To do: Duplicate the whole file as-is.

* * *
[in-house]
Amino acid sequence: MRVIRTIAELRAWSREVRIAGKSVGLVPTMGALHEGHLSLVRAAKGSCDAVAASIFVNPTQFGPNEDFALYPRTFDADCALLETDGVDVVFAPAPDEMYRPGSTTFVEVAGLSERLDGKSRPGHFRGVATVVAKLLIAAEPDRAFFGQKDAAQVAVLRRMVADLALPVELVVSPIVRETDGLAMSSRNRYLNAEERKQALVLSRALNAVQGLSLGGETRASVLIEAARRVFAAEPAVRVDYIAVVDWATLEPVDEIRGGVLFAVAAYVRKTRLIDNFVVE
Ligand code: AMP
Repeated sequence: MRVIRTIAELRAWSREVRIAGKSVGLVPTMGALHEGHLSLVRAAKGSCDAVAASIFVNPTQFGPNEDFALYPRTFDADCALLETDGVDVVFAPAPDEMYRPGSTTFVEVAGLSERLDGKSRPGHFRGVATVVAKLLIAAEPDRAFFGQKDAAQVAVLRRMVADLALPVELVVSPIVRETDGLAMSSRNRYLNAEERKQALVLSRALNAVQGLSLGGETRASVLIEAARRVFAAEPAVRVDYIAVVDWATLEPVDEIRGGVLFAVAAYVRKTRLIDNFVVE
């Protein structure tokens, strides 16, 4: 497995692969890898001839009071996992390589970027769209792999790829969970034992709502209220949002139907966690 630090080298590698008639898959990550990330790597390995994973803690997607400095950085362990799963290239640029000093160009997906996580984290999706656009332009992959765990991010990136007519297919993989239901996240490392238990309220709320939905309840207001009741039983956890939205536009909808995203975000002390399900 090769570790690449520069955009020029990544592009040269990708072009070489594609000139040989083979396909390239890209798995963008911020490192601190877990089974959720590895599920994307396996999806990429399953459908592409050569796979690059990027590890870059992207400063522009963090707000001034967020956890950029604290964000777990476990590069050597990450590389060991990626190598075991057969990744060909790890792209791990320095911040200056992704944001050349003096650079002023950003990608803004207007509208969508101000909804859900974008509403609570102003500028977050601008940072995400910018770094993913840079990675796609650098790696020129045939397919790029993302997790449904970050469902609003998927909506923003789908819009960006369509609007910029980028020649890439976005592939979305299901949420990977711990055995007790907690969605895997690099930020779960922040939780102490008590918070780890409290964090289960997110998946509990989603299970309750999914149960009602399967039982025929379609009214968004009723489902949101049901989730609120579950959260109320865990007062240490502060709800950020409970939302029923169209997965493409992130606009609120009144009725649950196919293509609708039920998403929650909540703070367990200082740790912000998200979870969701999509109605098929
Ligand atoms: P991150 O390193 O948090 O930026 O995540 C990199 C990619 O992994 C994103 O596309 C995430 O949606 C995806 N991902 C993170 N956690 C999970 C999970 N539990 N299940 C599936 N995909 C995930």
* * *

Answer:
[in-house]
Amino acid sequence: MRVIRTIAELRAWSREVRIAGKSVGLVPTMGALHEGHLSLVRAAKGSCDAVAASIFVNPTQFGPNEDFALYPRTFDADCALLETDGVDVVFAPAPDEMYRPGSTTFVEVAGLSERLDGKSRPGHFRGVATVVAKLLIAAEPDRAFFGQKDAAQVAVLRRMVADLALPVELVVSPIVRETDGLAMSSRNRYLNAEERKQALVLSRALNAVQGLSLGGETRASVLIEAARRVFAAEPAVRVDYIAVVDWATLEPVDEIRGGVLFAVAAYVRKTRLIDNFVVE
Ligand code: AMP
Repeated sequence: MRVIRTIAELRAWSREVRIAGKSVGLVPTMGALHEGHLSLVRAAKGSCDAVAASIFVNPTQFGPNEDFALYPRTFDADCALLETDGVDVVFAPAPDEMYRPGSTTFVEVAGLSERLDGKSRPGHFRGVATVVAKLLIAAEPDRAFFGQKDAAQVAVLRRMVADLALPVELVVSPIVRETDGLAMSSRNRYLNAEERKQALVLSRALNAVQGLSLGGETRASVLIEAARRVFAAEPAVRVDYIAVVDWATLEPVDEIRGGVLFAVAAYVRKTRLIDNFVVE
């Protein structure tokens, strides 16, 4: 497995692969890898001839009071996992390589970027769209792999790829969970034992709502209220949002139907966690 630090080298590698008639898959990550990330790597390995994973803690997607400095950085362990799963290239640029000093160009997906996580984290999706656009332009992959765990991010990136007519297919993989239901996240490392238990309220709320939905309840207001009741039983956890939205536009909808995203975000002390399900 090769570790690449520069955009020029990544592009040269990708072009070489594609000139040989083979396909390239890209798995963008911020490192601190877990089974959720590895599920994307396996999806990429399953459908592409050569796979690059990027590890870059992207400063522009963090707000001034967020956890950029604290964000777990476990590069050597990450590389060991990626190598075991057969990744060909790890792209791990320095911040200056992704944001050349003096650079002023950003990608803004207007509208969508101000909804859900974008509403609570102003500028977050601008940072995400910018770094993913840079990675796609650098790696020129045939397919790029993302997790449904970050469902609003998927909506923003789908819009960006369509609007910029980028020649890439976005592939979305299901949420990977711990055995007790907690969605895997690099930020779960922040939780102490008590918070780890409290964090289960997110998946509990989603299970309750999914149960009602399967039982025929379609009214968004009723489902949101049901989730609120579950959260109320865990007062240490502060709800950020409970939302029923169209997965493409992130606009609120009144009725649950196919293509609708039920998403929650909540703070367990200082740790912000998200979870969701999509109605098929
Ligand atoms: P991150 O390193 O948090 O930026 O995540 C990199 C990619 O992994 C994103 O596309 C995430 O949606 C995806 N991902 C993170 N956690 C999970 C999970 N539990 N299940 C599936 N995909 C995930």